Academy Students Learning through an Integrated Curriculum

At the Academy of Aerospace and Engineering at John Wallace Middle School, students are learning through an “integrated curriculum.” An integrated curriculum can take many forms, but they all integrate the traditional disciplines, such as science and math, into a more coherent approach. Instead of teaching these subjects in isolation, where each class has no relation to the next, in an integrated curriculum the students experience the same theme or broad topic throughout all of their classes. My approach has been to plan the four academy courses (Algebra I, 7th Grade Science, Principles of Aerospace Science, and Innovations in Aerospace) together and in synchronization. I planned the major units around a theme, and I plan my weekly lessons so that the topics have as much commonality as possible. The three science courses have been fairly easy to integrate. The challenge has been to integrate the Algebra I topics, as that course has a strict curricular flow. Nevertheless, we use the Algebra topics continually in the science classes, so I have been able to integrate the math into the science more than I initially expected.

Crew 1 winning prop redesign
Crew 1 with Best Redesigned Propeller

A typical example of this integrated curriculum is the most recent unit we covered: power and propulsion. We started with some initial lectures and discussion in 7th Grade Science following up on earlier work on energy and work. The students learned the concept of power, then tried to measure power in a lab experiment using rubber band powered model airplanes. In Principles of Aerospace Science they learned about various aircraft propulsion systems, the source of power in an airplane. They also flew several different aircraft on the flight simulator and compared their engine power in Innovations in Aerospace. Next we focused on propellers. The students learned how to reverse engineer something in Innovations in Aerospace, then applied this knowledge by reverse engineering the propeller on the rubber band powered model airplane. In combined sessions of all three science classes, the students put the propeller design into a computer aided design (CAD) program, researched and brainstormed ways to improve it, redesigned the propeller to provide more thrust, printed the new design on the 3D printer and flight tested it. Throughout the project, we were studying mathematical functions in Algebra I, so wherever possible, we looked at how functional relationships existed in our science work. At the end of this project, Crew 1, which happens to be all girls this quarter, had the best propeller design as seen in the photo above. During their last flight test, the girls launched this model airplane, and it flew level and straight for a considerable distance–very impressive. In a follow on theme-based project looking at jet engines, the students had a similar progression of integrated lessons, ending with our current project building models of jet engines, seen in the photos below. The hands on assembly of a jet engine kit presented challenges in following directions and tool usage, but the students have done well.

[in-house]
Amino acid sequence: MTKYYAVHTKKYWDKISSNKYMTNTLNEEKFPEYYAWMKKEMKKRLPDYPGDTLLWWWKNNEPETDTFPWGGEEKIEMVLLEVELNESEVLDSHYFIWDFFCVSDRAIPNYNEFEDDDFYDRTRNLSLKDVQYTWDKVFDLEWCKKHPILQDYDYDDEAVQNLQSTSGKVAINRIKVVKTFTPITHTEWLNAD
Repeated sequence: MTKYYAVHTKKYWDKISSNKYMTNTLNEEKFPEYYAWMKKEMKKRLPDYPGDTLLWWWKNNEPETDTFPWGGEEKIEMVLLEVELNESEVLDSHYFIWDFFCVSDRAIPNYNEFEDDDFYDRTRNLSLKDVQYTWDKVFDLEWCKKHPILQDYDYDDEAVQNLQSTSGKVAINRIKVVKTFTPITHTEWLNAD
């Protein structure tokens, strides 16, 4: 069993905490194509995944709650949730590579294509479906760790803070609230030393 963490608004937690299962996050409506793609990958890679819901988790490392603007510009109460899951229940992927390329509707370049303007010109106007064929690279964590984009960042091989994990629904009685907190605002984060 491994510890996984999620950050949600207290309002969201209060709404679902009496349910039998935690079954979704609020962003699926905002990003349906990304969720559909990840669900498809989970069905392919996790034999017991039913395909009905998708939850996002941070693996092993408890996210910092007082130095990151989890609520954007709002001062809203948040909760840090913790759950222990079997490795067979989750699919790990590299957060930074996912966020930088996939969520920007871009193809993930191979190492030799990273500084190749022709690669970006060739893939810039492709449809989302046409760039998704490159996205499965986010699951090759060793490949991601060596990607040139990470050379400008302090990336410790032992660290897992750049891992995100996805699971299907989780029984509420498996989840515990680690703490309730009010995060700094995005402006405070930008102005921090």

Crew 1 jet kitCrew 2 jet kit.JPGCrew 3 jet kitCrew 4 jet kitCrew 5 jet kitCrew 6 jet kit

However, another aspect of an integrated curriculum is to have learning experiences beyond the classroom. Some things we are doing in this regard are to have quarterly service projects and to compete in STEM competitions. For the service projects, I told the students to plan what they wanted to do–I only gave them a timeframe and general theme to follow. Our first project was in November with the theme of Veterans Day. On their own, the students came up with the idea of selling hand-made bracelets at lunch in the cafeteria and donating the money earned to the Connecticut Veterans Hospital in Newington. Additionally, the students made a large card dedicated to veterans and asked the bracelet customers to sign it. We presented the funds, $171 in total, and the card to Mr. Joe Canzanella of the Connecticut Veterans Hospital Voluntary Services this past week, as seen in the photo below. He spoke to our students afterwards and thanked them and Mr. Milardo, our principal.

Service project 1st qtr

Finally, our current STEM competition is CyberPatriot, a cyber security competition sponsored by the Air Force Association and Northrup Grumman. Here is our team, along with our intern, Kate Morehead, at the start of the six-hour round of the competition yesterday.

CyberPatriot team fall 2015

Using an integrated curriculum, we are breaking new ground and giving our students a holistic learning experience that should prove to be far more effective than traditional classes.

Author: Bryan Holmes, Physics & Math Teacher, STEM Competition Mentor

Starting at Thomaston High School in Thomaston, Connecticut, in fall of 2018.

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